when I talked about adding a ruby based event handler, this would just be another device that also intercepted all messages of type event, but instead of a valuating them by comparison to a database table, it would execute a snippet of Ruby code. this would be very trivial to do because we already got the C++/ruby interaction working for our GSD, and it already hands-off incoming messages to ruby snippets. so all we would need to do is creating another GSD that did the same thing for events instead of commands. It would be a fairly trivial thing.
you could do the exact same thing in Perl right now with no changes to the framework. You would not even need the C++ interaction. If you open a socket connection to DCE router on port 3450, send a properly formed message interceptor message, then DCE router will give you all of the messages you want to intercept, such as events, and you can do whatever you want with them, including firing commands based on criteria from configuration files, databases, what ever.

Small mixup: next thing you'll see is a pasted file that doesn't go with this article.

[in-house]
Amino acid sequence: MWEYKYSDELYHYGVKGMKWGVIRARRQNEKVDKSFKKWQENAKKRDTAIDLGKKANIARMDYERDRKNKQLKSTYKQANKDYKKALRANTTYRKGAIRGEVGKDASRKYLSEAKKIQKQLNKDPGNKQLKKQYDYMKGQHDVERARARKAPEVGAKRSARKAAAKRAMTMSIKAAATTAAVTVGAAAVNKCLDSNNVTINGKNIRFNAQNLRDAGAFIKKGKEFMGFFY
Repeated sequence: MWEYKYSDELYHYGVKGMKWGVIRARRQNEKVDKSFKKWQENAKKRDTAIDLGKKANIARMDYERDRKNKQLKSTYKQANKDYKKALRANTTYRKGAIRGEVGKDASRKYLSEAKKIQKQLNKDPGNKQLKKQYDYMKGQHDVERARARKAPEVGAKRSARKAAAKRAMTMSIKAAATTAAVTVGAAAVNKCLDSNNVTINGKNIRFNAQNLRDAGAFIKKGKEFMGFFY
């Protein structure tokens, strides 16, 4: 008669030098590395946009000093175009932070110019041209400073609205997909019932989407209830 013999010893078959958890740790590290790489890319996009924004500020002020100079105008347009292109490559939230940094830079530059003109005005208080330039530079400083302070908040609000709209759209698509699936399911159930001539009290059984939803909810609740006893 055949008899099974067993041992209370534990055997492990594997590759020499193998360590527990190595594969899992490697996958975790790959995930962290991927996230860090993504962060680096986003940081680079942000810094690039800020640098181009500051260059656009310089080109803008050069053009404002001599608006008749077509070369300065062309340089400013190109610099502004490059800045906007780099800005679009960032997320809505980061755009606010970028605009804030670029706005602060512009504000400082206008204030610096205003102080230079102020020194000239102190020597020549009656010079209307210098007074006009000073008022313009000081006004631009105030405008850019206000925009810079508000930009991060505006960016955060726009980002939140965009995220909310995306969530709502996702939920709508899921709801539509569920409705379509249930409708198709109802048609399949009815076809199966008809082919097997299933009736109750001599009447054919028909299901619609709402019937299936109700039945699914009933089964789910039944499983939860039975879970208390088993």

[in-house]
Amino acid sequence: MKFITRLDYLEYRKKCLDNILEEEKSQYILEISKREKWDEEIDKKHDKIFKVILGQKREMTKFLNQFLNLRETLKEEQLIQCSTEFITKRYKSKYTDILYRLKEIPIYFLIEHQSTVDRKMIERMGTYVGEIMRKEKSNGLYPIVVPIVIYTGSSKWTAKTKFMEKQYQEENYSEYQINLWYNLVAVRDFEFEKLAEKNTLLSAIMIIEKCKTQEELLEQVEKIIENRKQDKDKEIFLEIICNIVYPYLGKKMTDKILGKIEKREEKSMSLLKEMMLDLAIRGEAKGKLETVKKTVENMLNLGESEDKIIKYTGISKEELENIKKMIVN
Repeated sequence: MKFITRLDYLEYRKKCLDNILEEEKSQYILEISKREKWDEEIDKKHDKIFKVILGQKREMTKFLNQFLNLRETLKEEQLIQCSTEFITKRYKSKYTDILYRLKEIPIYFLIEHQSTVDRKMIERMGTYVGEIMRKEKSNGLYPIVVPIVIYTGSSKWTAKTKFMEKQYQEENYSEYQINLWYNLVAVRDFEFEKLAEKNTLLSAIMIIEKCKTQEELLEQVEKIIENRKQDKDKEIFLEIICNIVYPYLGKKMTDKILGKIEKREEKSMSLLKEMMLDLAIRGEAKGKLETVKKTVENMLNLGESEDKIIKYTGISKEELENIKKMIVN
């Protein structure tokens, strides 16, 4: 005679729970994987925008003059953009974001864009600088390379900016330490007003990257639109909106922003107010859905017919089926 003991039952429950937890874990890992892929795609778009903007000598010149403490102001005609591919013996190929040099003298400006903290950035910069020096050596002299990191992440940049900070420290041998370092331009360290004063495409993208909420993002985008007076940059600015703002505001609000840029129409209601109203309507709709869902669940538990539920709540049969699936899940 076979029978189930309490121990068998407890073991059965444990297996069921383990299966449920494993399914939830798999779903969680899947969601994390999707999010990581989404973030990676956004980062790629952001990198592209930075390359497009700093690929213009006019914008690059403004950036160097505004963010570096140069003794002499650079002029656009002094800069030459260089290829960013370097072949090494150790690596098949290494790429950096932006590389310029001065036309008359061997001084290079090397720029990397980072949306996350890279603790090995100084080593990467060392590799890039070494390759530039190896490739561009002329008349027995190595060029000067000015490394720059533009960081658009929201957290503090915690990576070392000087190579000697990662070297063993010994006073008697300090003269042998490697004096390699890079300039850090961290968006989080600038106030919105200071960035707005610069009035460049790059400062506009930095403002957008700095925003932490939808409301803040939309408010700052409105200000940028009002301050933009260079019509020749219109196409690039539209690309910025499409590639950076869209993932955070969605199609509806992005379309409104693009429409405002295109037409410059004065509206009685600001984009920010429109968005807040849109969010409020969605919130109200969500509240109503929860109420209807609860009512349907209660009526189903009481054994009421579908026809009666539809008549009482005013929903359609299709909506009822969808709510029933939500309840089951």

so on to your specific example:
>>1) You open up so that a larger group of developers can create scripts
I understand about a developer creating an X10 alarm system, but what specifically would you need us to "open up"? I'm not sure I understood what you meant by that, or if we have done anything closed to that would prevent a developer from doing what he wanted.
>>2) Pluto integrates the Perl codebase into its OS layer...